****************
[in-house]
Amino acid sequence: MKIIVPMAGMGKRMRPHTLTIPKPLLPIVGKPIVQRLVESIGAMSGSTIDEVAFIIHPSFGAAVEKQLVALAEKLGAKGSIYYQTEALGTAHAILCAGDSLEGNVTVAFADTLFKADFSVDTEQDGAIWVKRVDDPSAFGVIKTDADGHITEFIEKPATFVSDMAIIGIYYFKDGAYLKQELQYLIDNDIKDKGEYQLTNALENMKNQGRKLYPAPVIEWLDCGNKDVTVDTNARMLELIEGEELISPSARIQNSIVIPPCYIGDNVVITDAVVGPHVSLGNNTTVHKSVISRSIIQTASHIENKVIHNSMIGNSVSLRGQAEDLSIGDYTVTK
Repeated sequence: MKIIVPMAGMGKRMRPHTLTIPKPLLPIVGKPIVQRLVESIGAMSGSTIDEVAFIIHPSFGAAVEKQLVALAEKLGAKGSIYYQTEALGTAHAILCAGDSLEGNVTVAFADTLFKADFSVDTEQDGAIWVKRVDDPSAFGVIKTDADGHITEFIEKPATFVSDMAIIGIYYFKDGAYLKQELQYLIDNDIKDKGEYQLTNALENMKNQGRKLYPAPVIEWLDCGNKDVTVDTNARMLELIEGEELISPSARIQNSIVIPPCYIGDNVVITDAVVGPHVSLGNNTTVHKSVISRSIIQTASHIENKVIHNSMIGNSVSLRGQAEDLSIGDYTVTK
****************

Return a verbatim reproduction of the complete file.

[in-house]
Amino acid sequence: MKIIVPMAGMGKRMRPHTLTIPKPLLPIVGKPIVQRLVESIGAMSGSTIDEVAFIIHPSFGAAVEKQLVALAEKLGAKGSIYYQTEALGTAHAILCAGDSLEGNVTVAFADTLFKADFSVDTEQDGAIWVKRVDDPSAFGVIKTDADGHITEFIEKPATFVSDMAIIGIYYFKDGAYLKQELQYLIDNDIKDKGEYQLTNALENMKNQGRKLYPAPVIEWLDCGNKDVTVDTNARMLELIEGEELISPSARIQNSIVIPPCYIGDNVVITDAVVGPHVSLGNNTTVHKSVISRSIIQTASHIENKVIHNSMIGNSVSLRGQAEDLSIGDYTVTK
Repeated sequence: MKIIVPMAGMGKRMRPHTLTIPKPLLPIVGKPIVQRLVESIGAMSGSTIDEVAFIIHPSFGAAVEKQLVALAEKLGAKGSIYYQTEALGTAHAILCAGDSLEGNVTVAFADTLFKADFSVDTEQDGAIWVKRVDDPSAFGVIKTDADGHITEFIEKPATFVSDMAIIGIYYFKDGAYLKQELQYLIDNDIKDKGEYQLTNALENMKNQGRKLYPAPVIEWLDCGNKDVTVDTNARMLELIEGEELISPSARIQNSIVIPPCYIGDNVVITDAVVGPHVSLGNNTTVHKSVISRSIIQTASHIENKVIHNSMIGNSVSLRGQAEDLSIGDYTVTK